Coral Reef Academy has completed its sensory room, The Sensory Lagoon, thanks to the generosity of Cane Bay Partners VI LLLP through Cane Bay Cares, their philanthropic arm. Time in the Sensory Lagoon helps children improve their visual, auditory and tactile processing, as well as fine and gross motor skills. It also provides a sense of calm and comfort as children learn to self-regulate their behaviors, which many times improves focus.
According to Andrea Shillingford, the director of Coral Reef Academy, “Our desire is for students to gain access and learn how to respond aptly to appropriate sensory stimulation. This provides a pathway for them to achieve success in the classroom.”
Shillingford contends that improved focus and information processing can make a significant impact on students’ ability to learn, engage and interact with their teachers and their peers. “We would like our students to identify that they need access to this type of stimulation as it is an important step towards learning to advocate for themselves,” she said.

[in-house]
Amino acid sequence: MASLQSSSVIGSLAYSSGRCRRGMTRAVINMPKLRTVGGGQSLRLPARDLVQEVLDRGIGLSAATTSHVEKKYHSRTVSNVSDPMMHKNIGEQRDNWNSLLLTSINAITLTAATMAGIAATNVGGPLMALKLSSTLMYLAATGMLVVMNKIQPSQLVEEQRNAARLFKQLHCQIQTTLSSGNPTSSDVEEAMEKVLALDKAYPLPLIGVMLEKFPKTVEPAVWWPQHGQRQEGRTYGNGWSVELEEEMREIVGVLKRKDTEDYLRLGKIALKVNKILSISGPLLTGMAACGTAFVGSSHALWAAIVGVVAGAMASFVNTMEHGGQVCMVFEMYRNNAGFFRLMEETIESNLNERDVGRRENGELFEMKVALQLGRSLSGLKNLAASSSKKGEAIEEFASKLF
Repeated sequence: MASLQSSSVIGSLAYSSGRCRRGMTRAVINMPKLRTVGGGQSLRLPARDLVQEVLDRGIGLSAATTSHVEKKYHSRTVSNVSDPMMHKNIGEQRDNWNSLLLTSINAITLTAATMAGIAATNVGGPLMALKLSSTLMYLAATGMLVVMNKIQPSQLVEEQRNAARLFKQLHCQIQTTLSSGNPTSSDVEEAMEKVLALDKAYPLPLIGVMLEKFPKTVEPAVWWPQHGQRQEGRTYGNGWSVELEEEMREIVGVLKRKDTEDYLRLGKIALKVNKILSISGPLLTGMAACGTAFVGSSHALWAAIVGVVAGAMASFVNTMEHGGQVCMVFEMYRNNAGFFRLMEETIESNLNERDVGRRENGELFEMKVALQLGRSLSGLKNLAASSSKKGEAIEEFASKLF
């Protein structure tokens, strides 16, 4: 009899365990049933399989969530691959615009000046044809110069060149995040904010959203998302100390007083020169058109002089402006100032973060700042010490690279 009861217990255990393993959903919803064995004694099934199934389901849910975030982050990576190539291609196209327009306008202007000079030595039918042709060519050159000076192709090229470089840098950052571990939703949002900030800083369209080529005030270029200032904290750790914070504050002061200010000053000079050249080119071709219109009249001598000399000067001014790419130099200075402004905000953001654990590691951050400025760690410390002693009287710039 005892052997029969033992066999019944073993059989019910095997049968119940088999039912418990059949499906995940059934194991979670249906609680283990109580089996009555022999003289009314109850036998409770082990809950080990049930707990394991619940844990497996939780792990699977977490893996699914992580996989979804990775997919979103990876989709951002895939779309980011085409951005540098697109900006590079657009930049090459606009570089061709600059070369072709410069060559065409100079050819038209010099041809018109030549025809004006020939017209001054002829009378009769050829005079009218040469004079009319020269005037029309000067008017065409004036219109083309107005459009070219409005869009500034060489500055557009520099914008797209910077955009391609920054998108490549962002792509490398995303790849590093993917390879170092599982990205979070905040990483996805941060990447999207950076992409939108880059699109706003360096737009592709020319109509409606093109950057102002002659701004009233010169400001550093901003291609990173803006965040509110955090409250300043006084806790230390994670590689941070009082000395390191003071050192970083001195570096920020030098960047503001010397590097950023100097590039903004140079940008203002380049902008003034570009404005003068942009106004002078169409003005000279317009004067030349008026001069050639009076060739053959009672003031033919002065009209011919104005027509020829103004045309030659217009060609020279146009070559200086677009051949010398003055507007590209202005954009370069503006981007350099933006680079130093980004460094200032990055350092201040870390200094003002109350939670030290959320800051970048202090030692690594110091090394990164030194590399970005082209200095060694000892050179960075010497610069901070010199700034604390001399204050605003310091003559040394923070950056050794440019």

The variety of equipment in Coral Reef Academy’s Sensory Lagoon provides students with personalized sensory input by helping them become calm and focus themselves so they can be better prepared for learning and for interacting with others. The sensory room’s experience is individualized to each student, and breaks are embedded in their schedules.
Kirk Chewning, co-founder and partner of Cane Bay Partners, said, “We are so proud of the team at Coral Reef Academy and the critical and difficult work they do for our children of the community. The vision of the school and the Sensory Lagoon we sponsored have been executed flawlessly to the advantage of many.”
About Coral Reef Academy: Coral Reef Academy opened in the fall of 2018, and is a unique school located in the United States Virgin Islands. It is passionate about providing an exceptional educational experience for students with autism and developmental disabilities.
The roots of its program are grounded in evidence-based practices, including TEACCH, a program based on the idea that individuals with autism are visual learners, so teachers must correspondingly adapt their teaching style and intervention strategies. This is an unprecedented approach to providing services to school-aged children with autism and developmental disabilities in the U.S. Virgin Islands.